Duty of Women

பெரும் தடம் கண் பிறை நுதலார்க்கு எலாம்
பொருந்து செல்வமும் கல்வியும் பூத்தலால்
வருந்தி வந்தவர்க்கு ஈதலும் வைகலும்
விருந்தும் அன்றி விழைவன யாவையே.

Women with broad eyes and crescent shaped foreheads,
bestowed with stable wealth and wisdom –
providing succour to needy and hospitality
to guests, what else is their duty?

Women are bestowed with wealth and wisdom, which they should use to provide for those in need and take care of guests.



Filed under பாலகாண்டம்

5 responses to “Duty of Women

  1. anon

    I think it would be better to give bagam/verse number these rather than introducing titles.

    I appreciate your giving the original along with your translation, but I’m not sure why you are giving a prose rendering that strays even further from the text than your verse rendering. (Translations from poetry are rendered into prose to facilitate greater fidelity to meaning than is possible in maintaining a metrical scheme in another language, I don’t know what use it is here.)

    I dont see that there is a question at the end… and which word is “women”? I can’t read Kampan with facility so I hesitate to write the other choices I would question but on the other, I don’t trust your fidelity either.

    • Anon – Agree with using verse number in title. I use காண்டம் as category and படலம் as tag.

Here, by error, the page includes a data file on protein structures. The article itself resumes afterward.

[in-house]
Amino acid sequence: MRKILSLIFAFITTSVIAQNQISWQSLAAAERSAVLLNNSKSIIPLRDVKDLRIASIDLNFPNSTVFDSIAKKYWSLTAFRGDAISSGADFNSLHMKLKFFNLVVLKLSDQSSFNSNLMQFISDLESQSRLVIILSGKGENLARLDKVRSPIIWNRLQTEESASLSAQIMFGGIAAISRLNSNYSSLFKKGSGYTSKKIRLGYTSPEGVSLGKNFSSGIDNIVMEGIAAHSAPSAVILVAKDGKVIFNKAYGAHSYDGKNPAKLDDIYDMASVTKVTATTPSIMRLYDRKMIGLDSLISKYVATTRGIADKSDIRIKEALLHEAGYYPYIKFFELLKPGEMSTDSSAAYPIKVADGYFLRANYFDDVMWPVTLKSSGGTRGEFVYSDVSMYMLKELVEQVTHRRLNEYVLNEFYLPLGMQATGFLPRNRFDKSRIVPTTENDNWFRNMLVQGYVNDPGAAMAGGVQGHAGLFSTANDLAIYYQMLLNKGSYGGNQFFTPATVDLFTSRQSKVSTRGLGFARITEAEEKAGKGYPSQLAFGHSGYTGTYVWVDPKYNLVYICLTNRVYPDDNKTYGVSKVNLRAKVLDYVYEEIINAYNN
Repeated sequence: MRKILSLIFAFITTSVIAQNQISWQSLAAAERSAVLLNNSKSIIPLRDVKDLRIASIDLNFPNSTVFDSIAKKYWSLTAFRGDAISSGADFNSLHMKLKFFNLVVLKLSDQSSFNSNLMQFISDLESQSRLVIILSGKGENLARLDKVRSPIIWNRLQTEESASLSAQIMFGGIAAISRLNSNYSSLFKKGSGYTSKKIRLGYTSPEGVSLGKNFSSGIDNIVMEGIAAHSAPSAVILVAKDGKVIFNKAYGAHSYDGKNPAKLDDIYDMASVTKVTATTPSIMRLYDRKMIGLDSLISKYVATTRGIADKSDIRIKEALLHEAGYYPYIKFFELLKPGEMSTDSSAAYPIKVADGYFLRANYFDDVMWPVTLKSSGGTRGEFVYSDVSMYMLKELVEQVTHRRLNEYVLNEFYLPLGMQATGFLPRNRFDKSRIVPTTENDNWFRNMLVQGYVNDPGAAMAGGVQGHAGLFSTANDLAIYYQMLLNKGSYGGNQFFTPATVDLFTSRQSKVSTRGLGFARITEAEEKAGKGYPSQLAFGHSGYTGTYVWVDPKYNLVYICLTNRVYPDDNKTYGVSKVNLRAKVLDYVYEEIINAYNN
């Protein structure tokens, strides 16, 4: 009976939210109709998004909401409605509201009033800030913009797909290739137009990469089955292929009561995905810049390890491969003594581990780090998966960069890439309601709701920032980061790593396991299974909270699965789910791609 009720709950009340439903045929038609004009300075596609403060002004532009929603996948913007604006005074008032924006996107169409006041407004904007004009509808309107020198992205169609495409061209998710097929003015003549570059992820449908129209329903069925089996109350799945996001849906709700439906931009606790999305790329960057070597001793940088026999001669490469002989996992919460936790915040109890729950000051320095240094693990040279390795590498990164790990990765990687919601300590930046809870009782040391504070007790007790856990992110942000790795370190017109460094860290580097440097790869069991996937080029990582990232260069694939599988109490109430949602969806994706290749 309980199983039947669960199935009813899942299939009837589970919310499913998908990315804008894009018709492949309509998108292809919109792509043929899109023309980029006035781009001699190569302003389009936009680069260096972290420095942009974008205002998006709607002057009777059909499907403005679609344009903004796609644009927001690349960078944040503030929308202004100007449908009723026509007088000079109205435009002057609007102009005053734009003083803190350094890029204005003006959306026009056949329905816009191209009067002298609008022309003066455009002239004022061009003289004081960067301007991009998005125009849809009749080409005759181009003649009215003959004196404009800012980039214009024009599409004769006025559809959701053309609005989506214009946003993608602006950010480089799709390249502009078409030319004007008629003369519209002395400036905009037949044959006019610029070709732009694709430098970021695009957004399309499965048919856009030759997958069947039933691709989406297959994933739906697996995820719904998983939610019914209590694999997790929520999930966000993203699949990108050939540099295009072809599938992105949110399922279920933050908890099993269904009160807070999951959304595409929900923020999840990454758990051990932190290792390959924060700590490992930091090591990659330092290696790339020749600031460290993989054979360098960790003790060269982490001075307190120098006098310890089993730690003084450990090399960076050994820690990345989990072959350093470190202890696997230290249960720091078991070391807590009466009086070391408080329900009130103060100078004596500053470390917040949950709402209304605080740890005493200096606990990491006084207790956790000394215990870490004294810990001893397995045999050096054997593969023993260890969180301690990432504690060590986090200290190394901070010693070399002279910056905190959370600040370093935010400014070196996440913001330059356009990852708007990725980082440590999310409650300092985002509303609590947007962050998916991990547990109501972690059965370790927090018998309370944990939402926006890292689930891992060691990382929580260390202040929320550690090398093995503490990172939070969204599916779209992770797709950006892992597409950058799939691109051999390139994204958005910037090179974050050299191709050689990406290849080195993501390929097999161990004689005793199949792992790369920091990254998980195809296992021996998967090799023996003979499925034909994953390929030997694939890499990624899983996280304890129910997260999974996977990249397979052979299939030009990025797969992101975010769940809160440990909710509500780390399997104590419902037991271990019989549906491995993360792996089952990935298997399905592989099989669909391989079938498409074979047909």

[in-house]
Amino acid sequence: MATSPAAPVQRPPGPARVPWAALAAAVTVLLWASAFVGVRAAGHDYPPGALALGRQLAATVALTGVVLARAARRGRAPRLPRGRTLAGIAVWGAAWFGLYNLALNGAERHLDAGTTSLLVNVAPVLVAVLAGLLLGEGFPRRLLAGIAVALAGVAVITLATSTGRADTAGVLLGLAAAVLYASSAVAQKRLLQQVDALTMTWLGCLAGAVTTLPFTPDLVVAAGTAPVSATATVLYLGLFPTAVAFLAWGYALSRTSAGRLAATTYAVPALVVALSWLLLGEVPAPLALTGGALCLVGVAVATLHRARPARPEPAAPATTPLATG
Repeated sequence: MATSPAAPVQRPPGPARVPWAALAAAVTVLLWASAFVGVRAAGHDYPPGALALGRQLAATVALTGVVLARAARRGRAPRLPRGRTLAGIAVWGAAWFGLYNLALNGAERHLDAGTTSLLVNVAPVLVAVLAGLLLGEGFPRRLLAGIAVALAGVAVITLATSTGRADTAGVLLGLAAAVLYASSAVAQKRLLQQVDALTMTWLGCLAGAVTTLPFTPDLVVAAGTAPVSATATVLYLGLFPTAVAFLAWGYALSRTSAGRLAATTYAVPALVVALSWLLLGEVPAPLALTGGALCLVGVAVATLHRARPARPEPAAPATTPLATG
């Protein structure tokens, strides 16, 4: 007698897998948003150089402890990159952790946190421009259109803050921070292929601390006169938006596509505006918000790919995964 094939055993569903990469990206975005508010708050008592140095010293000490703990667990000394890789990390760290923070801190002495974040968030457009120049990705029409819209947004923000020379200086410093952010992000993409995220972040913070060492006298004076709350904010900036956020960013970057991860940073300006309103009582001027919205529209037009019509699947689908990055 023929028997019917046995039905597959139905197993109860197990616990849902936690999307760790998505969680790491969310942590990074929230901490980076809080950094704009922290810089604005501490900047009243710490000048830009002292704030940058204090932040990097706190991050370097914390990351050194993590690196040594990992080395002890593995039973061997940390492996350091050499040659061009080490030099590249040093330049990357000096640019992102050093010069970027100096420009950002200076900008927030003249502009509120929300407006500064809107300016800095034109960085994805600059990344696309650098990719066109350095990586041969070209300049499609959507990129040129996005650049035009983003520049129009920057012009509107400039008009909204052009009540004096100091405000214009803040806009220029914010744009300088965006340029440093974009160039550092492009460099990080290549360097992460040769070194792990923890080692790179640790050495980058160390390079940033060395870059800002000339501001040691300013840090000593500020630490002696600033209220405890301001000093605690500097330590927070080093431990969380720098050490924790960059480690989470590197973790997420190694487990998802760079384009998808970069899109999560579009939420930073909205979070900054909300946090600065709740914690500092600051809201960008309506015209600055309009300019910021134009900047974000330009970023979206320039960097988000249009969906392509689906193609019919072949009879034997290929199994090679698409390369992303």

I follow Vai. Mu. Gopala Krishnamachariyar’s commentary as base for my translation. It is not online though. You can check http://tamilvu.org/library/libindex.htm (click on தமிழ் நூல்கள் and scroll down to கம்ப ராமாயணம்). It has the Tamil verse and commentary (done by a group of Tamil scholars). I try to stick to the original as much as possible. Can you point out where I stray further from the text?

      பெருந் தடங் கண் பிறைநுதலார்க்கு – பெரிய அகன்ற கண்ணும் பிறை போன்ற நெற்றியும் உடையவர்க்கு is Kamban’s description of women of Kosala country. He doesn’t use the word woman but describes them.

      அன்றி விழைவன யாவையே – what else do they have to do . He doesn’t use a question mark but it is implied.

      Thanks for the comments.If you can use atleast an alphabet as a handle it will be easy to address you instead of anon.

  2. anon

    If you are trying to stick the original as closely as possible, and the original text doesn’t say “women”, why are you introducing “women”? The poet begins with a description of large, wide eyes and defers the subject, while you begin with the implicit subject. Perum and thadam are two words for the eyes, which you collapse into broad — I would expect a faithful translator to give each word a gloss unless it’s an idiomatic phrase or it’s a metrical translation. I might be wrong about the last line, as I said I can’t read Kampan with facility but that’s what makes me hesitant about reading your translations and introducing errors into my innocent head.

    ps. Do Mullaippattu and Nedunelvaadai instead of Kampan and help me with my homework, lol.

    • Anon- perum and thadam are not two words for eyes but big and broad. I can still help you with your homework though. Google for Vaidehi Herbert – she is translating those two in her blog.

  3. anon

    Lol. a) I wrote “large, wide eyes” in the previous sentence, and b) in that sentence I wrote “two words…which you collapse into broad”, so I think it’s pretty clear I meant two adjectives for eyes, not two synonyms of eye. How can I trust you to read Kampan when you can’t even read me? 🙂 🙂

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